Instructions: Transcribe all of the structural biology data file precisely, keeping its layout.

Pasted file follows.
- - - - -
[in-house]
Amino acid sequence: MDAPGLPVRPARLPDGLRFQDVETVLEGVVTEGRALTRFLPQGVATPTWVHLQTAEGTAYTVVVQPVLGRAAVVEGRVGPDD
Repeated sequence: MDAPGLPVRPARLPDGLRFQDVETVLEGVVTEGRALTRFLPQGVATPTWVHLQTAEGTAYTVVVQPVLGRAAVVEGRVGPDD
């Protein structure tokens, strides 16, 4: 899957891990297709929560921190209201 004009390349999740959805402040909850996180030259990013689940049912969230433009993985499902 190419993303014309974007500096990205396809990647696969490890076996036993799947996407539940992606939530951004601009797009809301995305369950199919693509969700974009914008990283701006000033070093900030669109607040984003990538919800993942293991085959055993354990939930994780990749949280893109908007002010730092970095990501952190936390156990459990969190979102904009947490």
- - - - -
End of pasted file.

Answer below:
[in-house]
Amino acid sequence: MDAPGLPVRPARLPDGLRFQDVETVLEGVVTEGRALTRFLPQGVATPTWVHLQTAEGTAYTVVVQPVLGRAAVVEGRVGPDD
Repeated sequence: MDAPGLPVRPARLPDGLRFQDVETVLEGVVTEGRALTRFLPQGVATPTWVHLQTAEGTAYTVVVQPVLGRAAVVEGRVGPDD
């Protein structure tokens, strides 16, 4: 899957891990297709929560921190209201 004009390349999740959805402040909850996180030259990013689940049912969230433009993985499902 190419993303014309974007500096990205396809990647696969490890076996036993799947996407539940992606939530951004601009797009809301995305369950199919693509969700974009914008990283701006000033070093900030669109607040984003990538919800993942293991085959055993354990939930994780990749949280893109908007002010730092970095990501952190936390156990459990969190979102904009947490």